[Image: Internal title page from Landscape Futures; book design by Everything-Type-Company].
At long last, after a delay from the printer, Landscape Futures: Instruments, Devices and Architectural Inventions is finally out and shipping internationally.
I am incredibly excited about the book, to be honest, and about the huge variety of content it features, including an original essay by Elizabeth Ellsworth & Jamie Kruse of Smudge Studio, a short piece of landscape fiction by Pushcart Prize-winning author Scott Geiger, and a readymade course outline—open for anyone looking to teach a course on oceanographic instrumentation—by Mammoth’s Rob Holmes.
These join reprints of classic texts by geologist Jan Zalasiewicz, on the incipient fossilization of our cities 100 million years from now; a look at the perverse history of weather warfare and the possibility of planetary-scale climate manipulation by James Fleming; and a brilliant analysis of the Temple of Dendur, currently held deep in the controlled atmosphere of New York’s Metropolitan Museum of Art, and its implications for architectural preservation elsewhere.
And even these are complemented by an urban hiking tour by the Center for Land Use Interpretation that takes you up into the hills of Los Angeles to visit check dams, debris basins, radio antennas, and cell phone towers, and a series of ultra-short stories set in a Chicago yet to come by Pruned‘s Alexander Trevi.
[Images: A few spreads from the “Landscape Futures Sourcebook” featured in Landscape Futures; book design by Everything-Type-Company].
Of course, everything just listed supplements and expands on the heart of the book, which documents the eponymous exhibition hosted at the Nevada Museum of Art, featuring specially commissioned work by Smout Allen, David Gissen, and The Living, and pre-existing work by Liam Young, Chris Woebken & Kenichi Okada, and Lateral Office.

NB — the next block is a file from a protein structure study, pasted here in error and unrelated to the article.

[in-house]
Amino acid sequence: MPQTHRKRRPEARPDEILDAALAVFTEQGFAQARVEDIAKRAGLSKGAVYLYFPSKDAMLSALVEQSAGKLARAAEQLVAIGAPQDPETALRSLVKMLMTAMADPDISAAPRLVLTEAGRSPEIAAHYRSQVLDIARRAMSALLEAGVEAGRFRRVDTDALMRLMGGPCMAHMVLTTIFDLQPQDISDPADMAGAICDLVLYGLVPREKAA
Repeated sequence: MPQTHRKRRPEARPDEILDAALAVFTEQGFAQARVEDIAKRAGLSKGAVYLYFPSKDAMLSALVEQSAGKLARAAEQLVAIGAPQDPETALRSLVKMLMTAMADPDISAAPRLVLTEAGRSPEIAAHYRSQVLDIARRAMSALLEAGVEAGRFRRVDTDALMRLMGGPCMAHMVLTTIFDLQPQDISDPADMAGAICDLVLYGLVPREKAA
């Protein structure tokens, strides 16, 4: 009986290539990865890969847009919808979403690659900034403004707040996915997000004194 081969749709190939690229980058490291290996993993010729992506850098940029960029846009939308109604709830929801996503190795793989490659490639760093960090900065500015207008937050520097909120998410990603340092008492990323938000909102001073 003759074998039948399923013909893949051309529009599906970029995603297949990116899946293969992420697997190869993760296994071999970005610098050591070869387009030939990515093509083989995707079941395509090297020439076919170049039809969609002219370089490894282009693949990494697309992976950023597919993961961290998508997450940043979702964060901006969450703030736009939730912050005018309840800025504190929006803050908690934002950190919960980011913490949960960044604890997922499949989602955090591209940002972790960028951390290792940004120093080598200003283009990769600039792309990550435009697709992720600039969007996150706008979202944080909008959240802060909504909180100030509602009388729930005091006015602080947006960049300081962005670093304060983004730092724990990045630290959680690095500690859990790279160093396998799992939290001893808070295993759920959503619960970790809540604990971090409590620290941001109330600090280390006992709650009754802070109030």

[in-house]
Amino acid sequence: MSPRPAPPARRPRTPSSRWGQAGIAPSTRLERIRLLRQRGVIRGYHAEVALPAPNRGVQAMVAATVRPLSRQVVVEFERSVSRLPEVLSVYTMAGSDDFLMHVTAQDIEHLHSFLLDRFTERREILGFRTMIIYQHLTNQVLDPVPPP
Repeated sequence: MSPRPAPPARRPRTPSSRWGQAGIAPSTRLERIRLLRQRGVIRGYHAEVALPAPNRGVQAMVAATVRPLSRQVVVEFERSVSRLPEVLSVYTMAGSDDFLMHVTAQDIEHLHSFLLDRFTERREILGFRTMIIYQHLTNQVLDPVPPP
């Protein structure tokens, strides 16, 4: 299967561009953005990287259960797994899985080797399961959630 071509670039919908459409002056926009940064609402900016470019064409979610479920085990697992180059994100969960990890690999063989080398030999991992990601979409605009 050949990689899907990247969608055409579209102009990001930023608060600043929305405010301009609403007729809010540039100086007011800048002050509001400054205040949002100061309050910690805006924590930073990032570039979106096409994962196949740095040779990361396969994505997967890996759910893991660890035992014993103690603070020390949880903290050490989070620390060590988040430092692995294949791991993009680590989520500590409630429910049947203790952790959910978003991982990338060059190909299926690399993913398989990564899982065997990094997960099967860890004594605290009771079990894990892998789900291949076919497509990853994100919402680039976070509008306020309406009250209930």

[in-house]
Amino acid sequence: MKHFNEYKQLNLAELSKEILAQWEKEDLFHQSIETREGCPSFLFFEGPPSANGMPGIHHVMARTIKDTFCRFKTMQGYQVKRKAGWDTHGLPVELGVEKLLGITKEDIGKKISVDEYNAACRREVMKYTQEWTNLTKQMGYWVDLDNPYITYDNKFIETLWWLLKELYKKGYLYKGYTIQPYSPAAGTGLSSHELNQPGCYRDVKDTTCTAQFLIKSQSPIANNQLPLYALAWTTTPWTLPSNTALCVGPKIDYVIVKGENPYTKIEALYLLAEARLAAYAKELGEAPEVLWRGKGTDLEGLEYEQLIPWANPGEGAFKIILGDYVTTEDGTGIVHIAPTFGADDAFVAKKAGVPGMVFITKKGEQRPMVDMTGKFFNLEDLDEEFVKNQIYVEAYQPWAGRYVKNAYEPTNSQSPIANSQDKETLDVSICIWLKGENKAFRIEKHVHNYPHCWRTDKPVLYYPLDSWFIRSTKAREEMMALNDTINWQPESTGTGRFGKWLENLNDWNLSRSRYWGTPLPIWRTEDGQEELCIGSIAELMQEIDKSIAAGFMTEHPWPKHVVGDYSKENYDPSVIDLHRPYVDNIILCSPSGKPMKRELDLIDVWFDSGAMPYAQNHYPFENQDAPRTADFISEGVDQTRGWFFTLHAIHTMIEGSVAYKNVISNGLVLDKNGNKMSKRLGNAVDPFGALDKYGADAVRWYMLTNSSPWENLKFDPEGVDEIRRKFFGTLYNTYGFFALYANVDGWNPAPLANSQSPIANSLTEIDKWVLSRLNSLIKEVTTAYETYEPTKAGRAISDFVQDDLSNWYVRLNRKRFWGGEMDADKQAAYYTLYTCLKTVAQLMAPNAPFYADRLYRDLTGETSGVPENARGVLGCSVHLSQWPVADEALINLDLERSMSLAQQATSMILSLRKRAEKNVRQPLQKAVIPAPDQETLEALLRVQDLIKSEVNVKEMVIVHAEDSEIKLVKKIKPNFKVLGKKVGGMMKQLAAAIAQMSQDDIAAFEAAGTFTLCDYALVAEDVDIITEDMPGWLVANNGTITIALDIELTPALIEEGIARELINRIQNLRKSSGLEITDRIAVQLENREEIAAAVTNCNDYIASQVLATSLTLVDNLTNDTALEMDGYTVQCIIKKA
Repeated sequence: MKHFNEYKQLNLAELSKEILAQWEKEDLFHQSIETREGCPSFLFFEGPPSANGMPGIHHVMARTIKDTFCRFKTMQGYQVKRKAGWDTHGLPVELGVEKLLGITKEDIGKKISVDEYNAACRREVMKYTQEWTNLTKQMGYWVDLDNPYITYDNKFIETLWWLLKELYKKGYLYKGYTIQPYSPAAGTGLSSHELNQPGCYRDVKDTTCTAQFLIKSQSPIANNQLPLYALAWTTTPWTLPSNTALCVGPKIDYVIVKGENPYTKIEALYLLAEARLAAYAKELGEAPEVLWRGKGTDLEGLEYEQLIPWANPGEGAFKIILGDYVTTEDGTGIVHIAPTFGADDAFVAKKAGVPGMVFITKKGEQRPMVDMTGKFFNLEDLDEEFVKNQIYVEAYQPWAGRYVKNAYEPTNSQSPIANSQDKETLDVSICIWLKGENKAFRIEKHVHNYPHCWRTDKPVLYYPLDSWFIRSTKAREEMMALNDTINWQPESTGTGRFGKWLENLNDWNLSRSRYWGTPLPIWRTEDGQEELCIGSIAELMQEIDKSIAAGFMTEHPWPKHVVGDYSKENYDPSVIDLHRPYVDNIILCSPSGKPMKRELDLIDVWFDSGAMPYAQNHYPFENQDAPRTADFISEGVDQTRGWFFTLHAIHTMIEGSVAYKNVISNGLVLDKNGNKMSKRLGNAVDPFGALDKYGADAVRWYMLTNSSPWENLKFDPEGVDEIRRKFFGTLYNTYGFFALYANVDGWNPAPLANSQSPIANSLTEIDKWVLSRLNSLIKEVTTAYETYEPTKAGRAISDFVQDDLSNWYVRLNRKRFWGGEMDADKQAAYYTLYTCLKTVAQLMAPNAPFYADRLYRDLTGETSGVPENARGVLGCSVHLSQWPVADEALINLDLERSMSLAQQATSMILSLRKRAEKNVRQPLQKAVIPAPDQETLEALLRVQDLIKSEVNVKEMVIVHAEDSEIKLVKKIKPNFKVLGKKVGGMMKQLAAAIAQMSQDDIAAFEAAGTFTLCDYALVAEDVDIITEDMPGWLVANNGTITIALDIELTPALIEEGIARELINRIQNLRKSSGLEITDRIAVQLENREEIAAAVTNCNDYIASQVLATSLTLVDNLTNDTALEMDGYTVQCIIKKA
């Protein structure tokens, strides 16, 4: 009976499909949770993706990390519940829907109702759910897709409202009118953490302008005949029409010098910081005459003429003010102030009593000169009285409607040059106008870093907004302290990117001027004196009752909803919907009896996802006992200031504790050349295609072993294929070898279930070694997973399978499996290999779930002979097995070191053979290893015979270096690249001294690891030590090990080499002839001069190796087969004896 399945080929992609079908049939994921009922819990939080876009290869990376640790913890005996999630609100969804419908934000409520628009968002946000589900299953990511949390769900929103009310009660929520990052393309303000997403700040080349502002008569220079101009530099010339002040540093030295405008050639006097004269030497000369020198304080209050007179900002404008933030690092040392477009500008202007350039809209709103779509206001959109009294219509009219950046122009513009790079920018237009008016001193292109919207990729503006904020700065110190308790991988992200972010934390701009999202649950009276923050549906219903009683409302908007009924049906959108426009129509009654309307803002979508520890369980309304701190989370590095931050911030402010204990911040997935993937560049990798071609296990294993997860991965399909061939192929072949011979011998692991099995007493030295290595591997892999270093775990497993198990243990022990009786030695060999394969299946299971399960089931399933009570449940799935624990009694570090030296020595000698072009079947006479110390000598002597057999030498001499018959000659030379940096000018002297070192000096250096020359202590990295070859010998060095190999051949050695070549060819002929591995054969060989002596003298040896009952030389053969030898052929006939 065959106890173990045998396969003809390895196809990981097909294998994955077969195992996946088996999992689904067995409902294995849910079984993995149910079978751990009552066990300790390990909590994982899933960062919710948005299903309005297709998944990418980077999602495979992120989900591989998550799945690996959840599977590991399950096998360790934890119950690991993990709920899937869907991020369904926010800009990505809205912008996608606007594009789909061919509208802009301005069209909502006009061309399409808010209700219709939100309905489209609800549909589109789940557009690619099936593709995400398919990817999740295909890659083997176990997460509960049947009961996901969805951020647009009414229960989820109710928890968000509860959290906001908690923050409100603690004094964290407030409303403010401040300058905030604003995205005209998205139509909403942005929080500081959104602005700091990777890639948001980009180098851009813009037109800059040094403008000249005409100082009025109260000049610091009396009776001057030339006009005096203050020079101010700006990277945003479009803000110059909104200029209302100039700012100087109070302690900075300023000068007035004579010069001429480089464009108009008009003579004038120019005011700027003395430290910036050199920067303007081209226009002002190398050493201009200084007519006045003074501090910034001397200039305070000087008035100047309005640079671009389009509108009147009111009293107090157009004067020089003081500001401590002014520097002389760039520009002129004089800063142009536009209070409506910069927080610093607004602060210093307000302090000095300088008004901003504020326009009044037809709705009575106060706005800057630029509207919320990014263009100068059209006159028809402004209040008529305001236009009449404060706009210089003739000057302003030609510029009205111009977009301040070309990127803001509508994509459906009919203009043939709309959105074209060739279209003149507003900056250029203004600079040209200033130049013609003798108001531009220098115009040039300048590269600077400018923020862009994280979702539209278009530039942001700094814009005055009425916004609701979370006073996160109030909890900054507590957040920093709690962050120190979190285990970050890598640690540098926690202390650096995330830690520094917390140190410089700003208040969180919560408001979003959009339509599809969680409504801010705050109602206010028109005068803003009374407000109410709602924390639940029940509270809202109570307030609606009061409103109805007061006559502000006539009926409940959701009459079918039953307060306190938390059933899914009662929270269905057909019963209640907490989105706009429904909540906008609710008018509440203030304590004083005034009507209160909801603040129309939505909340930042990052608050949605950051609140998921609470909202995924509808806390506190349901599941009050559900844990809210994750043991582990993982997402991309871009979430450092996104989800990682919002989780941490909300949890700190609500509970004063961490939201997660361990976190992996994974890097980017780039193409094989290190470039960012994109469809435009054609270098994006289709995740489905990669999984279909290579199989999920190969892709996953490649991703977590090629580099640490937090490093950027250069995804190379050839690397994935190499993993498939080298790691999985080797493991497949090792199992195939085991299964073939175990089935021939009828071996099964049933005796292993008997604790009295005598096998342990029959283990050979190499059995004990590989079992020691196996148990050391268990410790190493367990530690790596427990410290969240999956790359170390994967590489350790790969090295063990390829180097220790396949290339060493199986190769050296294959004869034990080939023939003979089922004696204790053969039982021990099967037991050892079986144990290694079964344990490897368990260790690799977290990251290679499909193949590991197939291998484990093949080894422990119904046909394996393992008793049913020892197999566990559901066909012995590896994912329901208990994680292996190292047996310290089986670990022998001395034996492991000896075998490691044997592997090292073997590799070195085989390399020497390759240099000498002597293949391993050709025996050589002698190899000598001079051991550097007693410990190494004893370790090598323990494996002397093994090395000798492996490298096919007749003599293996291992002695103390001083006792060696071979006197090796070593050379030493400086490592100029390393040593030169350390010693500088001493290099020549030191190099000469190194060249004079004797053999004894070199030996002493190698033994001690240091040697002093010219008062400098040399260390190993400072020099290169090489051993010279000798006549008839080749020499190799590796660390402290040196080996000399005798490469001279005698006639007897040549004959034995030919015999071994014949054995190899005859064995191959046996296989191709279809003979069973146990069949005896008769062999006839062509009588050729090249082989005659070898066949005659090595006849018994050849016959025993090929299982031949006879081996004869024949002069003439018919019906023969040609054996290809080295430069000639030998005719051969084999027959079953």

Extensive original interviews with the exhibiting architects and designers, and a long curator’s essay—describing the exhibition’s focus on the intermediary devices, instruments, and spatial machines that can fundamentally transform how human beings perceive and understand the landscapes around them—complete the book, in addition to hundreds of images, many maps, and an extensive use of metallic and fluorescent inks.
The book is currently only $17.97 on Amazon.com, as well, which seems like an almost unbelievable deal; now is an awesome time to buy a copy.
[Images: Interview spreads from Landscape Futures; book design by Everything-Type-Company].
In any case, I’ve written about Landscape Futures here before, and an exhaustive preview of it can be seen in this earlier post.
I just wanted to put up a notice that the book is finally shipping worldwide, with a new publication date of August 2013, and I look forward to hearing what people think. Enjoy!
8 thoughts on “Landscape Futures Arrives”
Any chance of an ebook version?
Phaeton, alas, no, at least not that I am aware of. But, as a fan of paper, I think it's a pretty solid tome to carry out and read.
I'm really enjoying it so far, but it makes me wish I could have seen the related exhibit.
"I am incredibly excited about the book" so am i! it is en route at the moment. if only we could track its journey!
Jared, I would have loved for the exhibition to travel a bit but, unfortunately, it was a one-venue gig. Glad you're enjoying the book, though.
And thanks, Elliot, for the enthusiasm! Looking forward to hearing what you think.
Congrats Geoff! Looking forward to checking it out- front to back cover.
Great stuff. Is it matt or glossy paper?
It's on matte, uncoated paper, a little thinner and more flexible than the BLDGBLOG Book (it feels great to hold, if I do say so myself…).